Florence: A guide to the city’s events (July-December)

Florence: A guide to the city’s events (July-December)

Florence: A guide to city’s events (July-December)

Florence is a fantastic place to visit, and its events calendar is jam-packed with traditions and celebrations. Our last blog post looked at the city’s festivities during the first half of the year (read here), so it’s time to look at the festivals and events running from July to December.


Florence Dance Festival — Throughout July

Starting in the tail-end of June, the Florence Dance Festival features international, critically acclaimed dancers. The acts vary yearly, but this year’s programme included contemporary, flamenco and ballet performances.

Find out more here >

The Feast of St Anne — July 26th

Mother of the Virgin Mary, Saint Anne is the ‘protectress of Florence’. A procession — including the Florentine Republic — travels from Palazzo Vecchio (pictured below) to the church of Orsanmichele.

This day has been celebrated since 1343, when the Florence citizens revolted against their ruler, Walter of Brienne, who was a tyrant. A fresco depicting this event can be seen in the museum of Palazzo Vecchio.

Presenze D’Africa — dates vary 

This music festival is usually held in July and is dedicated to the African music and culture. Performances start at 7pm and stretch well into the night; head to Murate square to join in the fun.


Feast of San Lorenzo — August 10th 

San Lorenzo is Florence’s oldest basilica, and has a day to celebrate it. The day starts at 10, with  a traditional procession in Piazza di Parte Guelfa before the main parade from Piazza Signoria to the San Lorenzo basilica. At 11, a service takes place at the church in San Lorenzo piazza.

The celebrations continue at 9, with an open-air classical concert by the Florence Philharmonic orchestra. After the performance, pasta and watermelon will be served (separately) from stands outside the church.


Rificolona Fest (Festa della Rificolona) — September 7th 

Perhaps one of the prettiest festivals in the city, this is a street parade of paper lanterns lighted by candles. The festival dates back to the 17th Century, where people would gather to celebrate the birth day of the Virgin Mary (September 8th). Today, anyone can make or buy a lantern to join in — with crowds gathering to see the most original and spectacular designs. The procession starts in Piazza Santa Felicità at around 8pm, and finishes in Piazza Santissima Annunziata.

Bread Festival (Fierucola del Pane) — early September

Renowned for its lack of salt, Tuscan bread is famous across the country. Over this weekend, you’ll be able to sample — and buy — a wide variety of Tuscan breads from the stalls which fill Piazza Santissima Annunziata. The bread stalls will also be accompanied by other local food stalls and craft stands.

Florence Classical Music Festival (Maggio Musicale Fiorentino) — dates vary

World-famous, this is one of the most prominent classical musical festivals in Europe and is now housed by the newly built Teatro dell’Opera opera house. The program changes every year, so check online to see whats on.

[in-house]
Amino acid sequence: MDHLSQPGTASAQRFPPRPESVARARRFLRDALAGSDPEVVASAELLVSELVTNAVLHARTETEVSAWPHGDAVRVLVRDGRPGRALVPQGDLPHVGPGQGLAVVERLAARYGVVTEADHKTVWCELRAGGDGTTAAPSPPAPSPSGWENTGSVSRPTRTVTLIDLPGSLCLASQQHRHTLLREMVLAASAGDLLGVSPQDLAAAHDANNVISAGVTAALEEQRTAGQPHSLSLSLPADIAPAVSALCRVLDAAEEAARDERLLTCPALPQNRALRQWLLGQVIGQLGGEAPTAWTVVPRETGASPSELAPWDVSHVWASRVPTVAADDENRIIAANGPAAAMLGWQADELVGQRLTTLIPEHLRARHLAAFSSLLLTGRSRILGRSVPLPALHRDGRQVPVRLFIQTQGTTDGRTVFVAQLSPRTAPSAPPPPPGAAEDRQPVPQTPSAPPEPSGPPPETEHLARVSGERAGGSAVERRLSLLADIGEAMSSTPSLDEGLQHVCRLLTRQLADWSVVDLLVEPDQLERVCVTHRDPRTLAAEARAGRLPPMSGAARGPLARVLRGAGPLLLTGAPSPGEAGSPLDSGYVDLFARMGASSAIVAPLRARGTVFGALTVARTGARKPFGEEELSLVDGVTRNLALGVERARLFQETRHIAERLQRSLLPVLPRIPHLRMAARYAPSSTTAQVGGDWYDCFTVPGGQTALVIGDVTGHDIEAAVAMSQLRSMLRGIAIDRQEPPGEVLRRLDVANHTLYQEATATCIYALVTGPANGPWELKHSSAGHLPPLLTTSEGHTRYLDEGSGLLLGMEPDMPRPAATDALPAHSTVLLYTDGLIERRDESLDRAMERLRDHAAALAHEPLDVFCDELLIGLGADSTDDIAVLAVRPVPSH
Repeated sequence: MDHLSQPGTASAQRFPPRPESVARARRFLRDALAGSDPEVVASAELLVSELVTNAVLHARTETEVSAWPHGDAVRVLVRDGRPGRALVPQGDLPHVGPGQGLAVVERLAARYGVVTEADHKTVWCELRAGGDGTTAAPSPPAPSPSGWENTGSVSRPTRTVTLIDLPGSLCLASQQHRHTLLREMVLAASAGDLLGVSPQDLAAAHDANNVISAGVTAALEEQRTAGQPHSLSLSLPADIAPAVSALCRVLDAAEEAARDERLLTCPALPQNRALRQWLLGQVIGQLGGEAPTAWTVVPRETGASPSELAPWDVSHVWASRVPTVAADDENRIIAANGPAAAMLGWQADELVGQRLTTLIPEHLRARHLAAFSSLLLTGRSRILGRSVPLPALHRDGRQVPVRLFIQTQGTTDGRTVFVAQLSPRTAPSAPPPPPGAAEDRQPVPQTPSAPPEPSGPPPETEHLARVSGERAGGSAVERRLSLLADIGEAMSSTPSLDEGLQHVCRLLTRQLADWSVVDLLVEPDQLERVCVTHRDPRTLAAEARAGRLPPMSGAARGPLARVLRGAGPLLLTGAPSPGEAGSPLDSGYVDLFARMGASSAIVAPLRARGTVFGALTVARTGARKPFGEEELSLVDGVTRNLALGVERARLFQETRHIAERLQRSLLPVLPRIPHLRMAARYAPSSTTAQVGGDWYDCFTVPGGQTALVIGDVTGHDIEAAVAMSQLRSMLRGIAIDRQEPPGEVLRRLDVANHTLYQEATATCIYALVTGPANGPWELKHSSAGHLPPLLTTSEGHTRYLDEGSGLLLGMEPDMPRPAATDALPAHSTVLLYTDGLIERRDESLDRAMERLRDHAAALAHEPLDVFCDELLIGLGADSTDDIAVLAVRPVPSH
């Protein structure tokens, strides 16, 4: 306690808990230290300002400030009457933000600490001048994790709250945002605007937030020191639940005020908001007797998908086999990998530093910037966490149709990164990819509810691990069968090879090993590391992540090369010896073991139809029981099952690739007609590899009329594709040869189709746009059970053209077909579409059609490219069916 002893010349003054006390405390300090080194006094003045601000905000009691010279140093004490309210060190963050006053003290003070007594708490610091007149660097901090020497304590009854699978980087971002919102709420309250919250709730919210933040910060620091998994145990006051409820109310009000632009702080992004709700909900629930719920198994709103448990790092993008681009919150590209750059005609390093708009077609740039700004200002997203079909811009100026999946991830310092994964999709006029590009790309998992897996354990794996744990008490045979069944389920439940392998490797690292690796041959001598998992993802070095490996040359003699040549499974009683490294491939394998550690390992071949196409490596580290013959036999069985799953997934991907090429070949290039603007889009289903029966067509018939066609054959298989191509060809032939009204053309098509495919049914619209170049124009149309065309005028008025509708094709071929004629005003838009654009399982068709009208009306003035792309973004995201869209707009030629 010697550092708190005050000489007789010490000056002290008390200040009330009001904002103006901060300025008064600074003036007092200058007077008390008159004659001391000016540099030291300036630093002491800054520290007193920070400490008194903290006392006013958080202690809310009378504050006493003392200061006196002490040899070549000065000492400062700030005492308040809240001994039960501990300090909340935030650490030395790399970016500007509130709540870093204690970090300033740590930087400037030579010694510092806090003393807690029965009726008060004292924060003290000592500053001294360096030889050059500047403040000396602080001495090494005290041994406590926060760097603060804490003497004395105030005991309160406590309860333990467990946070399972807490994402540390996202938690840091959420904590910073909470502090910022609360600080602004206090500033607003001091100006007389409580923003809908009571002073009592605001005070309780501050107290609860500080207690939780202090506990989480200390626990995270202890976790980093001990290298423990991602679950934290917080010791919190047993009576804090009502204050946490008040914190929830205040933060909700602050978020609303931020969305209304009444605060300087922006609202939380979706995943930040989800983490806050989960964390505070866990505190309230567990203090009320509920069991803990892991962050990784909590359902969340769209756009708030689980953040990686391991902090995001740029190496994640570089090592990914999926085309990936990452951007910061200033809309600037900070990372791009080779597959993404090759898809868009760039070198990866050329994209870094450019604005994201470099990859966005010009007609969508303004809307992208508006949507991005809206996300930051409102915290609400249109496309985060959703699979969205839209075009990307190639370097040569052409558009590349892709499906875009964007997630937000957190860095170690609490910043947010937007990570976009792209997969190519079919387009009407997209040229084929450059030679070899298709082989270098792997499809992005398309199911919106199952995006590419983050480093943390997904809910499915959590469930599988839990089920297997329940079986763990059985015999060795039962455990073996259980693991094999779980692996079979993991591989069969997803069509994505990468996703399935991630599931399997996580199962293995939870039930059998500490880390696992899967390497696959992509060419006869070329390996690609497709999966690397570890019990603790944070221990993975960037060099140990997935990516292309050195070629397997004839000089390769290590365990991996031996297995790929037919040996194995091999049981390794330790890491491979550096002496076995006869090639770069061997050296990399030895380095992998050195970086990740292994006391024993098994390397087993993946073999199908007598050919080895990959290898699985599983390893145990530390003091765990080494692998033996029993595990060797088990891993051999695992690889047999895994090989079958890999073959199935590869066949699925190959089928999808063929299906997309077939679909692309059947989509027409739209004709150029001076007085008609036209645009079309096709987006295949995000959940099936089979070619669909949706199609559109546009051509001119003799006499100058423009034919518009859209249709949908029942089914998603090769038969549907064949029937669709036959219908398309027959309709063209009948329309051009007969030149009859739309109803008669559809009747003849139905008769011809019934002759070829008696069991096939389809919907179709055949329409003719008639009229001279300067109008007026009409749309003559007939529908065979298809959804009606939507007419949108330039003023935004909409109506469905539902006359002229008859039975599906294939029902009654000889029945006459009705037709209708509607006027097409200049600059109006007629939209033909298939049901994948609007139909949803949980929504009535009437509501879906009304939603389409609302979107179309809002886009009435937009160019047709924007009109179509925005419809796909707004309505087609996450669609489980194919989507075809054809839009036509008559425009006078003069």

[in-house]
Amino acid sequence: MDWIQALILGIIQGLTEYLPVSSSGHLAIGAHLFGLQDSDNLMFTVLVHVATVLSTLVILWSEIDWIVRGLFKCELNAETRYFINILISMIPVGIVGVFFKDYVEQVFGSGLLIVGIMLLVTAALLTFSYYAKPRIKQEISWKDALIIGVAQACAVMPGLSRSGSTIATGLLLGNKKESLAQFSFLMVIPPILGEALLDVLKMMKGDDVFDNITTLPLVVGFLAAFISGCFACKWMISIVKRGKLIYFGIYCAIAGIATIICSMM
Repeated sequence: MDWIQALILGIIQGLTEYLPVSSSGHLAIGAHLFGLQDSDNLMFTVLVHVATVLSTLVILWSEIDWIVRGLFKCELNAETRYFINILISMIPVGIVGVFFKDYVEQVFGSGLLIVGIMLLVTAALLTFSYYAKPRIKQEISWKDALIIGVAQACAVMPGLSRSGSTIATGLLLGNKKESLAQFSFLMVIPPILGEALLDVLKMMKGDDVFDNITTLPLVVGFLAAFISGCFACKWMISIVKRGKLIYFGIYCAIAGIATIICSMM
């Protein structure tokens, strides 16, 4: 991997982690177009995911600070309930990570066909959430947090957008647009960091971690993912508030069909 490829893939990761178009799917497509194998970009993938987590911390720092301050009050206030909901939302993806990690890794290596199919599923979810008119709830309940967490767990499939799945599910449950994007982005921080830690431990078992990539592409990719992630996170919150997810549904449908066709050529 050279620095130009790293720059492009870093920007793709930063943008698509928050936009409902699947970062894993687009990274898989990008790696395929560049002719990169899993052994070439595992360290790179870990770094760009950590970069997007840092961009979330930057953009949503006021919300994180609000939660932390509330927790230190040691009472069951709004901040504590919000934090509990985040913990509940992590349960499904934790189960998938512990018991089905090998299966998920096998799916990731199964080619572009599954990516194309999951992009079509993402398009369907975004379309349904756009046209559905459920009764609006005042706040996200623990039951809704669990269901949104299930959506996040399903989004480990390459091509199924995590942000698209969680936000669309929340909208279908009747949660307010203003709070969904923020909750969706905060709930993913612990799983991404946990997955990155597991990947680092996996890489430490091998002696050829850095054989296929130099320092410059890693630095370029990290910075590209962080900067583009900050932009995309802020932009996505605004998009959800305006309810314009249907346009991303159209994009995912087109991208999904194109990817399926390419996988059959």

Florence Contemporary Musical Festival (Firenze Suona Contemporanea) — mid-late September

As the name suggests, this music festival focuses on contemporary music. Around fifteen performances are held in various different locations throughout the city, such as the Murate, the Tepidarium, or Museo Novecento.

Baviera Festival — late September

Inspired by Oktoberfest, this festival has a similar atmosphere with a wide variety of beers, hot pretzels, and fresh strudel to help keep your energy levels high. It’s not just about beer and food, either — visitors will be serenaded by live music from cover bands.


Feast of Saint Reparata (Santa Reparata) — October 8th

Co-patron of Florence, the city’s first cathedral honours Saint Reparata.

Traditionally, this day included two races across the city — one on horse and one by foot. Nowadays, just the foot-race remains which starts and ends in Piazza San Giovanni. The runners are selected from the local football teams, and the race starts after a procession of the Florentine Republic.

Florence Biennale — dates vary, usually early October 

This art exhibition is held every two years, with international artists travelling from across the globe to Florence in order to showcase their art. The exhibition is held in Fortezza da Bazzo, a short walk from SMN station.


Olive Oil Festival — mid-late November 

October and November are when olives are harvested from the groves, and pressed into fresh Tuscan olive oil. Piazzo Santo Spirito hosts the festival, where stallholders gather with samples and accompaniments. The festival is free, but only runs for one day — if you happen to be in the city when it’s on, we recommend going.


Whilst there aren’t many festivals throughout December, Florence has numerous events commemorating the festive season:

— On Christmas Eve, the Verdi theatre hosts a classical music concert featuring the Florence Philharmonic Orchestra

— Throughout December churches display nativity scenes (known as ‘presepe’) outside the church or near the altar. Many stay open in the evenings to allow people to visit

— Like the rest of Europe, Florence hosts an outdoor Christmas market — in Santa Croce. The stands are set up in wooden huts and sell hand-made crafts, and festive foods including strudels and mulled wines

— During December, many of the churches host opera nights — a truly spectacular way of enjoying opera with fantastic acoustics and up-close performances

— From December, along the Arno river an ice-skating rink and artificial ski slope are set up; it’s a fab activity for those holidaying with kids